Diverticulitis is a digestive disease caused by inflammation or infection of pouches, called diverticula, that sometimes form in the large intestine. The disease can be mild, or can cause life-threatening symptoms requiring emergency surgery.
Diverticulitis commonly strikes persons over the age of fifty but could occur at any age.
Commonly, the diverticulitis patient will experience abdominal pain, perhaps with cramping and diarrhea or constipation. There is often nausea and tenderness. There may be sharp pain and vomiting.
The physician will take a complete medical history with reported current symptoms and perform a physical examination. Swelling and tenderness will usually be palpated during the examination, and further tests will be ordered.
Medical testing for diverticulitis includes a blood test for an elevated white cell count, which is an indicator of infection. A CT (computerized tomography) scan is done in order to look for the characteristic pouches with inflammation that indicate diverticulitis. Sometimes other conditions such as irritable bowel can be very similar to diverticulitis symptoms.
Surgery is not normally the first course of treatment in cases of diverticulitis. If symptoms are mild, antibiotics are usually prescribed. A diet is given that is low in fiber content and consists mainly of liquids. Other foods may need to be avoided in order to rest the colon and cause it to work less.
If a patient does not seem to be responding to antibiotics, or if an attack is more acute, hospitalization may be required for delivery of stronger intravenous antibiotics.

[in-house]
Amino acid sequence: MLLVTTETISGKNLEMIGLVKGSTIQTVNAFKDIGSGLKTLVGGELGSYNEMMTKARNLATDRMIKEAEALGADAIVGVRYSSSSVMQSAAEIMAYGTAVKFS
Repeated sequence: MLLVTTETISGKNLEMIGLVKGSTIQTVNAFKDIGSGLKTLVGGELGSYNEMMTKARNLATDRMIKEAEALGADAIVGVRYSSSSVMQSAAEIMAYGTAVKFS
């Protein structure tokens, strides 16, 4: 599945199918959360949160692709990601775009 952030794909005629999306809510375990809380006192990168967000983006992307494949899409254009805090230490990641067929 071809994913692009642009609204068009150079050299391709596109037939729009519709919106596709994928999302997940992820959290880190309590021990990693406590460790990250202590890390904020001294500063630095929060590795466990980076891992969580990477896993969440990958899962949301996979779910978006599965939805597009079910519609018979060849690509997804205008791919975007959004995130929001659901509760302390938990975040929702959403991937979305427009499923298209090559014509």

If complications from diverticulitis are expected to occur, if a patient is experiencing many attacks, or if an attack seems life-threatening or the diverticula burst, surgery may be necessary. The surgery performed requires removal of the part of the colon which is diseased. This surgery could require a temporary colostomy which can then be closed again a few months later. However, most of the time the healthy part of the colon can merely be rejoined. Many times the operation can be done with minimal invasiveness through laproscopic surgery.
It is always important to seek medical care when anyone is experiencing symptoms of abdominal pain, recurrent nausea, cramping, constipation, vomiting or diarrhea. Although these can be symptoms of milder disease, they could also be signs of a life-threatening condition. Medical attention should be sought immediately. If diverticula burst, infection can set in rapidly.
Signet/Mosby Medical Encyclopedia
National Institute of Health